What to expect in 2014
November 10, 2017

Otto Licks The Brazilian IP community has great expectations for 2014, despite distracting events: a carnival in March, the FIFA World Cup in June and elections in October. The Brazilian IP landscape is likely to be affected by activity at the executive, legislative and judicial branches. The year started with changes in the administration, with the announcement of Otavio Brandelli as the new commissioner for the Brazilian Patent Office (INPI). He replaces Jorge Avila, who held the position for about 10 years, but was recently labelled by the government as “pro-patent”. A career diplomat, and an advocate for the “agenda for development” that Brazil and Argentina presented at the World Intellectual Property Organization (WIPO), Brandelli is known for his strong views about the patent system, especially towards pharmaceutical patents. In his first speech, Brandelli supported a bill (5.402/2013) introduced by House Representative Newton Lima suggesting severe changes to the current patent statute. Lima’s proposal, influenced by recent changes in India, aims at lowering the standards of patent protection and enforcement and raising the bar for patentability. According to the statement, Brandelli plans to organize an event at the INPI with Lima to discuss the bill. An announcement on the INPI website also mentions Brandelli’s support for the competitiveness of local industries. The most controversial statement in Brandelli’s announcement was support for the current workflow between the INPI and Brazil’s food and drug administration (ANVISA) regarding pharmaceutical patents. Between 2008 and 2012 the INPI has undertaken all institutional procedures under the Brazilian legal system to have its relationship with ANVISA established by the highest bodies of the Brazilian administration. However, after a resolution in favor of the INPI, politicians at the cabinet level mocked the system by means of an agreement in which the INPI was forced to drop the decision in its favor. The agreement subverts the patent system in Brazil, giving ANVISA more opportunity to deny patent protection based on political motivations. The severe problems at the INPI were not mentioned, such as the 13 years backlog in patent examination; the lack of motivation of examiners to keep production levels compatible with other offices around the world; or the quality of paper file scanning, which hinders office efficiency. Issues with the INPI’s internal computer programs were also ignored. The agency turned down an offer made by the European Patent Office to use its computer programs free of charge but, to this date, it has not produced an alternative. Legal Reform 2014 promises to be a busy year for the legislative branch too. The possibility of reform of Brazilian copyright law will keep the committees overseeing IP working hard. The second bill affecting the IP regime is the patent reform bill (5.402/2013). Some of the changes that the bill intends to implement are: • Limiting the patent term to 20 years; • Banning patentability of second medical use inventions; • Increasing the standard for inventive step; and • Strengthening ANVISA’s prior approval powers to deny pharmaceutical patents. If patent reform is approved by congress, the Brazilian patent system will be very much aligned with the Indian Patent Act of 2005. Activity in the IP landscape will be seen at courts too. The lawsuit filed against pipeline patents, seeking to declare them unconstitutional, might be decided by the Supreme Court. This is not the only case before the Supreme Court. At the end of 2013, ABIFINA (an association of Brazilian generic companies) filed a lawsuit asking the court to declare unconstitutional the sole paragraph of Article 40 of the Brazilian patent law. The paragraph in question guarantees a minimum of 10 years of patent term from the date of grant. This is one of the most important provisions to protect inventions against the INPI’s backlog. The office of the president, the national congress and the attorney general’s office have submitted briefs asking the court to dismiss the lawsuit. They stated that the sole paragraph of Article 40 is not meant to protect only foreign industries, but also Brazilian companies such as Petrobras and Embraer, that invest in innovation and file patent applications every year. The federal courts have 38 lawsuits filed by the INPI seeking to invalidate over 200 mailbox patents. Despite having the statutory authority to seek the invalidation of a patent, the INPI has never exercised that right. Further, in addition to pharmaceutical inventions, the cases filed seeking to nullify IP over automotive spare parts might have important definitions.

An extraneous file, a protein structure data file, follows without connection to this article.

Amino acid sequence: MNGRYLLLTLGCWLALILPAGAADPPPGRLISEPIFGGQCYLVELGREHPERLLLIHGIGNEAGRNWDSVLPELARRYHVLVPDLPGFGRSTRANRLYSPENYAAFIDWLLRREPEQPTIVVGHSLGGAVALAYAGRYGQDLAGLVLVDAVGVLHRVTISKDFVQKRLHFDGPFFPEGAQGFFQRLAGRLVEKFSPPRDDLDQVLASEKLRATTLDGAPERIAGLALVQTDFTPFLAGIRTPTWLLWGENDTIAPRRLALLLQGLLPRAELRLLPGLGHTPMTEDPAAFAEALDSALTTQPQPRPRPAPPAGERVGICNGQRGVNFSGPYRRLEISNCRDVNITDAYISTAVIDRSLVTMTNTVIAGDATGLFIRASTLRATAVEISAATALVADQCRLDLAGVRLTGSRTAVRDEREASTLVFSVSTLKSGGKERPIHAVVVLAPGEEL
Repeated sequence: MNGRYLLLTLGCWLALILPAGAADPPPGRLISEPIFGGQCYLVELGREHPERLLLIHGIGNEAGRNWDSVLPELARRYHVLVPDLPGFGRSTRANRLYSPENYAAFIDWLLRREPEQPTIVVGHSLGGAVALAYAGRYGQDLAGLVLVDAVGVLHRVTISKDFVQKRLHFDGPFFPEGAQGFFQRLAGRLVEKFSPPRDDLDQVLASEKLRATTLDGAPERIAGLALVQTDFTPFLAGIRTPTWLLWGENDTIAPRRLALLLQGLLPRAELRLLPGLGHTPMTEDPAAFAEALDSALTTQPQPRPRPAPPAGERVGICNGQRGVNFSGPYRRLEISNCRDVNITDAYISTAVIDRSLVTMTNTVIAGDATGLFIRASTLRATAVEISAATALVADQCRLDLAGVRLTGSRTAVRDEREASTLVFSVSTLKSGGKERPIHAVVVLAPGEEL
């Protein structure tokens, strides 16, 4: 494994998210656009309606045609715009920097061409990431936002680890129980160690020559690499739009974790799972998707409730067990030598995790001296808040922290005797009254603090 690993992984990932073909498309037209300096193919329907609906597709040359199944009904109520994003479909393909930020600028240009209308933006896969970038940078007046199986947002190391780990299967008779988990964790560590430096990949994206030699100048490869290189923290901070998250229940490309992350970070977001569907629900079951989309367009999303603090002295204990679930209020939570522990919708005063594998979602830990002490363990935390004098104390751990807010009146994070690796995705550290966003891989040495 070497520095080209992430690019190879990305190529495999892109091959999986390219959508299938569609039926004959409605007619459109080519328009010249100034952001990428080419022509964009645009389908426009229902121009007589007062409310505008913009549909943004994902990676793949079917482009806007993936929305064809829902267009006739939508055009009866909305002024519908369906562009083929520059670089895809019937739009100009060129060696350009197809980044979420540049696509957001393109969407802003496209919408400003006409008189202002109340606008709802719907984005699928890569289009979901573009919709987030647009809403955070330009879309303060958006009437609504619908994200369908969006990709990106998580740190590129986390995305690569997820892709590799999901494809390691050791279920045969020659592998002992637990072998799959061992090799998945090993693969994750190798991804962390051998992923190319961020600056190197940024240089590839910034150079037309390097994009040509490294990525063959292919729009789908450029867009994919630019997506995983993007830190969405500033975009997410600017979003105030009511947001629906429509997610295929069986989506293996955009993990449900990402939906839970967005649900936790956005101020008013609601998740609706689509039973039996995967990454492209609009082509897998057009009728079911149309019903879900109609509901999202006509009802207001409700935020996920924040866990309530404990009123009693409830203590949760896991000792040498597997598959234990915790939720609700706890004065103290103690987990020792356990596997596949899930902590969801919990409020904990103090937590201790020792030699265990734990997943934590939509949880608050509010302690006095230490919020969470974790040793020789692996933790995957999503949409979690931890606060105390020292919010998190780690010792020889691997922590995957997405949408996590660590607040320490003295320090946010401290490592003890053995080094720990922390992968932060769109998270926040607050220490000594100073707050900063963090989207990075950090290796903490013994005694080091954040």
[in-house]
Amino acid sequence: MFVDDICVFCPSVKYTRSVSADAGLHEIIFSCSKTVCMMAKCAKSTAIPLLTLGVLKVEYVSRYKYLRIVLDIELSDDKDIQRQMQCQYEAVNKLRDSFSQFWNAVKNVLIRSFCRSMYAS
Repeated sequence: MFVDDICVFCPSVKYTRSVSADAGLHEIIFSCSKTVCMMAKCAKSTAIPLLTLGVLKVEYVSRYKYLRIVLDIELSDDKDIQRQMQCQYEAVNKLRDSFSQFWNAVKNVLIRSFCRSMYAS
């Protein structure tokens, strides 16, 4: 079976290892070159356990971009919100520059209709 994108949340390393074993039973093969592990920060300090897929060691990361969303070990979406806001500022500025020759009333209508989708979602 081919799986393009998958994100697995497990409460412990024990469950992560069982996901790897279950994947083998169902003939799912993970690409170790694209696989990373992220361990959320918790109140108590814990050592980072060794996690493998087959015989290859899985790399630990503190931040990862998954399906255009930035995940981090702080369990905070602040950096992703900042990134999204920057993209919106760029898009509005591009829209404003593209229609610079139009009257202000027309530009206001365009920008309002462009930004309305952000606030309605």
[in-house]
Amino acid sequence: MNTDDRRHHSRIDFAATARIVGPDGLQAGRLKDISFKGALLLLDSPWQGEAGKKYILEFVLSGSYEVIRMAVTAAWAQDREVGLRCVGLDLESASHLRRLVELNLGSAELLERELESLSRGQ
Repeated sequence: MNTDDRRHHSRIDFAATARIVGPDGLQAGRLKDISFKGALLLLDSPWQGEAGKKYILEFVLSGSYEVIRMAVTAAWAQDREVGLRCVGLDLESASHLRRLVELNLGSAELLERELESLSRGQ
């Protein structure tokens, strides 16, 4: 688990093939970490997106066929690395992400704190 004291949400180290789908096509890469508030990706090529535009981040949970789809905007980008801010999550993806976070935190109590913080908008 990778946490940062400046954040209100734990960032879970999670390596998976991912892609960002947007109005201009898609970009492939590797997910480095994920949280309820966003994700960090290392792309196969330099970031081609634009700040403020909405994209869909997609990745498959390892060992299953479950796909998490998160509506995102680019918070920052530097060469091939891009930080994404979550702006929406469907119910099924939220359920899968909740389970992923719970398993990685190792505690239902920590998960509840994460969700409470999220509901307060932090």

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This article was originally published in “WIPR”, World Intellectual Property Review. For further information, please access the following website: http://www.worldipreview.com/article/brazil-what-to-expect-in-2014

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